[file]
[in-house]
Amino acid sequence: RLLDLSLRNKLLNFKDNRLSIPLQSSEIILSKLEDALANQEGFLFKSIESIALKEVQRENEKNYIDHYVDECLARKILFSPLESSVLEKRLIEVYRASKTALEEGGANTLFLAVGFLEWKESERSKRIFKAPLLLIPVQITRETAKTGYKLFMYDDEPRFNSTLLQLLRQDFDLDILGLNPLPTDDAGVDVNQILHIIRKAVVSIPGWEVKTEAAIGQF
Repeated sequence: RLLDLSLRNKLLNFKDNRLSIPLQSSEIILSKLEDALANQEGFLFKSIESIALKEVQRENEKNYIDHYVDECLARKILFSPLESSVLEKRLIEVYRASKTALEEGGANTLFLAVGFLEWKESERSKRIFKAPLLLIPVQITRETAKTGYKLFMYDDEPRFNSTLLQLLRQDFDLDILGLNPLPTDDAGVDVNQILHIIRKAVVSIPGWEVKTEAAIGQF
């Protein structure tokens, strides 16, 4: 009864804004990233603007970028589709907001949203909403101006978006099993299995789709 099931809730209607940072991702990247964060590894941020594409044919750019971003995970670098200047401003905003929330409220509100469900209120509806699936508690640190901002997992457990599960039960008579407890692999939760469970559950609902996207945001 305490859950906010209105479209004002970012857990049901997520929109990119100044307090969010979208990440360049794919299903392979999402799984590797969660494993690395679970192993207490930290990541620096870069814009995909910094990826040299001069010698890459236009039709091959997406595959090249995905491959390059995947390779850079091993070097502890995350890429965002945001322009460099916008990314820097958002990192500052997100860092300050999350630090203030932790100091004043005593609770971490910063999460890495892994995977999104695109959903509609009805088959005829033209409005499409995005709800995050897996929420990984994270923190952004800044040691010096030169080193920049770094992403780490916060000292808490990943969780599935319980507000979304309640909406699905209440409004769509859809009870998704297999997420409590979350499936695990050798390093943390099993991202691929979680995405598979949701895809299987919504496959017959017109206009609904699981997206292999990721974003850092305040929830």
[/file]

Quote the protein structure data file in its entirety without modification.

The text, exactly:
[in-house]
Amino acid sequence: RLLDLSLRNKLLNFKDNRLSIPLQSSEIILSKLEDALANQEGFLFKSIESIALKEVQRENEKNYIDHYVDECLARKILFSPLESSVLEKRLIEVYRASKTALEEGGANTLFLAVGFLEWKESERSKRIFKAPLLLIPVQITRETAKTGYKLFMYDDEPRFNSTLLQLLRQDFDLDILGLNPLPTDDAGVDVNQILHIIRKAVVSIPGWEVKTEAAIGQF
Repeated sequence: RLLDLSLRNKLLNFKDNRLSIPLQSSEIILSKLEDALANQEGFLFKSIESIALKEVQRENEKNYIDHYVDECLARKILFSPLESSVLEKRLIEVYRASKTALEEGGANTLFLAVGFLEWKESERSKRIFKAPLLLIPVQITRETAKTGYKLFMYDDEPRFNSTLLQLLRQDFDLDILGLNPLPTDDAGVDVNQILHIIRKAVVSIPGWEVKTEAAIGQF
């Protein structure tokens, strides 16, 4: 009864804004990233603007970028589709907001949203909403101006978006099993299995789709 099931809730209607940072991702990247964060590894941020594409044919750019971003995970670098200047401003905003929330409220509100469900209120509806699936508690640190901002997992457990599960039960008579407890692999939760469970559950609902996207945001 305490859950906010209105479209004002970012857990049901997520929109990119100044307090969010979208990440360049794919299903392979999402799984590797969660494993690395679970192993207490930290990541620096870069814009995909910094990826040299001069010698890459236009039709091959997406595959090249995905491959390059995947390779850079091993070097502890995350890429965002945001322009460099916008990314820097958002990192500052997100860092300050999350630090203030932790100091004043005593609770971490910063999460890495892994995977999104695109959903509609009805088959005829033209409005499409995005709800995050897996929420990984994270923190952004800044040691010096030169080193920049770094992403780490916060000292808490990943969780599935319980507000979304309640909406699905209440409004769509859809009870998704297999997420409590979350499936695990050798390093943390099993991202691929979680995405598979949701895809299987919504496959017959017109206009609904699981997206292999990721974003850092305040929830």